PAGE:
- The Washington Times - Friday, May 14, 2004

ASSOCIATED PRESS

Consumer prices rose by a modest 0.2 percent in April — settling down a bit from a large jump the previous month. Still, the government’s latest report on the nation’s pricing climate suggested that inflation is coming out of hibernation.

The advance in the Consumer Price Index, the government’s most closely watch inflation barometer, followed a sizable 0.5 percent increase in March, the Labor Department reported yesterday.

Excluding energy and food prices, the “core” rate of inflation rose by 0.3 percent in April on top of a 0.4 percent rise the previous month. This indicated that while inflation is still considered low, it is clearly awakening from a long slumber.

In the first four months of this year, consumer prices rose at an annual rate of 4.4 percent, compared with a 1.9 percent increase for all of last year. Core prices, meanwhile, also picked up steam. So far this year, they went up at a rate of 3 percent, outpacing the 1.1 percent rise for 2003.

Economists were forecasting a 0.3 percent rise in the overall CPI in April and a 0.2 percent increase in core prices.

In other economic news, the Commerce Department reported that businesses boosted their inventories by 0.7 percent in March, a sign that companies are feeling more confident in the recovery’s staying power. Business sales rose by 2.9 percent in March.

On the inflation front, some companies — which had to keep a lid on price increases during the economic slump — are finding it easier to raise prices now that the economy is rebounding.

Wholesale prices jumped by 0.7 percent in April, the largest increase in a year, the government reported on Thursday.

While recent economic reports show inflation moving higher, Federal Reserve Chairman Alan Greenspan and his colleagues at their meeting last week indicated they are not yet worried. “Long-term inflation expectations appear to have remained well contained,” they said then.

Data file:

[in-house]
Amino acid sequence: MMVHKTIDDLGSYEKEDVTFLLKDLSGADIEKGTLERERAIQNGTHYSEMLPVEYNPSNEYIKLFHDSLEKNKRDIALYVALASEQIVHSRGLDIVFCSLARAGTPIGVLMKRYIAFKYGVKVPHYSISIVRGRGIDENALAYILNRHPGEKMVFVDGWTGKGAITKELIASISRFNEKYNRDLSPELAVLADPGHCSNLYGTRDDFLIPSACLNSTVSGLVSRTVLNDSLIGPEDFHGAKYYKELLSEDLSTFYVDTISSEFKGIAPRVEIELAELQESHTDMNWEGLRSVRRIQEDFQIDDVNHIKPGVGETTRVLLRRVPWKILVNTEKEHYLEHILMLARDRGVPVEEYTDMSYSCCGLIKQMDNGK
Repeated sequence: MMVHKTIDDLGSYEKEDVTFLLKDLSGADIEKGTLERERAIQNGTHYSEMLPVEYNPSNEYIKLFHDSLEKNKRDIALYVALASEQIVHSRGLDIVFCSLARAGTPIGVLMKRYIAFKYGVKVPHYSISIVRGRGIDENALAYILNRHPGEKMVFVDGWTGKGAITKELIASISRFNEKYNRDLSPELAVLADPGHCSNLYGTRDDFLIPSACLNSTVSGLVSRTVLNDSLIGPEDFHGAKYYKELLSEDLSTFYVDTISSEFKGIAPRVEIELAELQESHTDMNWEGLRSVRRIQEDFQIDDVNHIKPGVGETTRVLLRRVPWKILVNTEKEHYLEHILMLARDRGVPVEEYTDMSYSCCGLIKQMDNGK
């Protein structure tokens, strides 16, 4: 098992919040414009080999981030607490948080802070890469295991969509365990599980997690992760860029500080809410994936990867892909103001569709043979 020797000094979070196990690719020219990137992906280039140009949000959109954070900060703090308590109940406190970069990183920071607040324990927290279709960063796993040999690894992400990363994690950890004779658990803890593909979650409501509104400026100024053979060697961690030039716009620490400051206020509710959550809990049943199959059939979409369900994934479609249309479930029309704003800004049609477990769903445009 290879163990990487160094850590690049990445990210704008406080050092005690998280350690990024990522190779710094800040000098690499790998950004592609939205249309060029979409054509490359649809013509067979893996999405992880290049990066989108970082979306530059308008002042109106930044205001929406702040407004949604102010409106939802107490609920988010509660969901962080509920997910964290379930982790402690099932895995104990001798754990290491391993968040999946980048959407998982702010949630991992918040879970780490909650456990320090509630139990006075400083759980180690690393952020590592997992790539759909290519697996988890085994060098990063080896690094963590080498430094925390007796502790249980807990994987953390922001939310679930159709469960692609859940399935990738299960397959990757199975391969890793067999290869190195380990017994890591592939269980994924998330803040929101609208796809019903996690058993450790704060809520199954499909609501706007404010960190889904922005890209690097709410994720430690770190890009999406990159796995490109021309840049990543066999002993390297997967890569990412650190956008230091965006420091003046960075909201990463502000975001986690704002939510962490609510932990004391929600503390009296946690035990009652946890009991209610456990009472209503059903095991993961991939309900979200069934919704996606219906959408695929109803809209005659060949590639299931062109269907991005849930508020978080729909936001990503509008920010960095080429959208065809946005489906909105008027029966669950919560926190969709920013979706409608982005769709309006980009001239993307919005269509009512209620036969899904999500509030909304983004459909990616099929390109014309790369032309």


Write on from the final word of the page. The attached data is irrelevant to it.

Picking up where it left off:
The Fed decided last week to hold short-term interest rates at a 46-year low of 1 percent, unchanged since last June. But the central bank signaled that rates could move higher now that the economic recovery is firmly rooted. Some economists believe the Fed could begin raising rates as soon as its next meeting in June. Others predict a rate increase will come in August or later this year.

Analysts don’t believe inflation now threatens the recovery; but the upward movement in inflation marks a big change in the pricing climate from a year ago. The Fed then was worried about the prospects of deflation, which is a prolonged and widespread price decline.

In April, energy prices rose by 0.1 percent, down from a 1.9 percent spike in March. But some private economists believe energy prices could move higher in the months ahead.

Strong global demand and tension in the Middle East catapulted oil prices to a record high Thursday on the New York Mercantile Exchange, at $41 a barrel.

Food prices, meanwhile, rose by 0.2 percent in April for the second straight month. Rising prices for beef and veal, dairy products, poultry and fruit swamped falling prices for pork and vegetables.

Elsewhere in the report: airfares prices jumped by 1 percent; medical care costs were up 0.4 percent; and college tuition and fees rose by 0.6 percent. Clothing prices were flat.

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